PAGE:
Hey. Guess how Cleveland is planning to attract the creative class? Handing out money to movie makers, that's how. From an editorial in the Plain Dealer:
With the entrepreneurial Carmody ready to move on, the commission has hired a Hollywood insider: Ivan Schwarz spent 20 years in the business as a location manager and producer. He'll tap his many contacts to promote Cleveland, the city he adopted as his home after first scouting it as a movie site.
The legislature and Gov. Ted Strickland can help Schwarz - and other Ohio movie promoters - by offering the kind of tax incentives other states give productions. The governor dislikes tax credits, but in this case, they'd be a wise investment in a clean industry that would help bolster Ohio's appeal to creative professionals who can do their work anywhere.
Of course, it is hard to see how Cleveland will compete with similar efforts in Pittsburgh:
The Pittsburgh Film Office board released a 23-page study touting its mission and accomplishments yesterday, in advance of a face-off with critics seeking to reorganize the 16-year-old agency. The report mainly drives home the agency's place as an economic development generator -- that it has leveraged $75 in regional spending from every dollar in government funding it has received since 1990 (or $268 million from its $3.5 million in total support).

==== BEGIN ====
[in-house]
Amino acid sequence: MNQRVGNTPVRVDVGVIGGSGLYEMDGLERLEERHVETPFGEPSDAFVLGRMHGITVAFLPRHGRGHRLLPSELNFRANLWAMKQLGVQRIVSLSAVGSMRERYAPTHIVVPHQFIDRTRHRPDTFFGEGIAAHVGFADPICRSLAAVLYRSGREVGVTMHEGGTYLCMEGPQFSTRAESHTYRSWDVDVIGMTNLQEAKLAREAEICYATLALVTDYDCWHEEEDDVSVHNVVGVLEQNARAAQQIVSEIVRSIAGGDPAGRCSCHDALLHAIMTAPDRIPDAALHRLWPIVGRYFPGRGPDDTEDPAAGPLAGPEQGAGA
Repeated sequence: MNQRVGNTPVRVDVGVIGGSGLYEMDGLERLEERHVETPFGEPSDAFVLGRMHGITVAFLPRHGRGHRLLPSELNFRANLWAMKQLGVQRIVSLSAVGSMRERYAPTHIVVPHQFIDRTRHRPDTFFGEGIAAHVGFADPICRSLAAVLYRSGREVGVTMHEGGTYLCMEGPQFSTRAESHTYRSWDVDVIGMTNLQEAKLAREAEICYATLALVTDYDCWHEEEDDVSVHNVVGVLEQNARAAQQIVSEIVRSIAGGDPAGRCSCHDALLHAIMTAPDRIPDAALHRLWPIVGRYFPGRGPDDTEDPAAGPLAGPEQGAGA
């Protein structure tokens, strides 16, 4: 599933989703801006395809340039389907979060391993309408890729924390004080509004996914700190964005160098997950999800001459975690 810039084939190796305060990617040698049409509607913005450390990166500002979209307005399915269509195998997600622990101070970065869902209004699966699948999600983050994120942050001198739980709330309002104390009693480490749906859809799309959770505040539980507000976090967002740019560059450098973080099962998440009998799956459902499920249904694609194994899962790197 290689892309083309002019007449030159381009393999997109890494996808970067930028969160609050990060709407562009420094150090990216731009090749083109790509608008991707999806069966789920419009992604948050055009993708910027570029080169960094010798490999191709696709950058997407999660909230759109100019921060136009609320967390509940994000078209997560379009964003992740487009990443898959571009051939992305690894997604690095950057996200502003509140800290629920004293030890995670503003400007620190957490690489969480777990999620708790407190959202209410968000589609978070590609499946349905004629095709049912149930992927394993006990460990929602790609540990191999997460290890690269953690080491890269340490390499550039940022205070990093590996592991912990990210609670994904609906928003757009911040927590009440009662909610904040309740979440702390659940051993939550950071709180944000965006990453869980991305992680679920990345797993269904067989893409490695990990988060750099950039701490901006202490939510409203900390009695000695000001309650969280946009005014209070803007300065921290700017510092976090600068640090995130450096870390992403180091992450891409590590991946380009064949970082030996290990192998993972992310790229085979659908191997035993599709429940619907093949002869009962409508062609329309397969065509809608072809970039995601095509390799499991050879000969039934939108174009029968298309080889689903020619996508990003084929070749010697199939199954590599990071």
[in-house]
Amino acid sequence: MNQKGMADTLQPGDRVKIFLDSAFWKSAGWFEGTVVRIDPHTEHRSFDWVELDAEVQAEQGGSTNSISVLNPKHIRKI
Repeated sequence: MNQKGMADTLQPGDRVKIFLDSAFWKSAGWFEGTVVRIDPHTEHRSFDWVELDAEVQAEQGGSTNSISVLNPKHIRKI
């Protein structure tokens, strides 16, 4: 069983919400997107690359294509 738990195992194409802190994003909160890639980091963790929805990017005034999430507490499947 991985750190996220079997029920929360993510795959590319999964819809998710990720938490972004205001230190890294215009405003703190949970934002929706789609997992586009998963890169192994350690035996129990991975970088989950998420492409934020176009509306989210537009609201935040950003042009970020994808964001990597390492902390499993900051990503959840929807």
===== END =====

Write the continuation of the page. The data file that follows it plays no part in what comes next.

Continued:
A local group of film industry professionals called the Pittsburgh Film and Media Alliance has lately been criticizing the film agency, saying it has not been successful at wooing large productions to the region and should refocus on working with local filmmakers. They have also criticized the film office board for allowing the agency's director, Dawn Keezer, to move to Los Angeles.
The problem? Oh, come on. Of course you know the problem. Not enough money. But never fear:
More than two months after Gov. Rendell met with legislators and high-profile Hollywood representatives to talk about making the state more competitive for movie and TV projects, the Senate approved measures doing just that and the House followed late yesterday afternoon.
An earlier vote led to a slight increase in funding for state libraries, while other funding decisions that affect arts groups such as the Pittsburgh Symphony Orchestra were still pending.
On the film front, the bills provide for a $75 million tax credit program to lure large productions to the state and $5 million in grants to attract smaller ones. An early pitch had been made for no cap on the credits, but $75 million is still a vast improvement over the existing $10 million a year that had been available.
"It's seven and a half times better than in the past three years. We're thrilled," said Dawn Keezer, director of the Pittsburgh Film Office. "We're much more competitive. Other states have been spending a lot of money to incentivize this industry."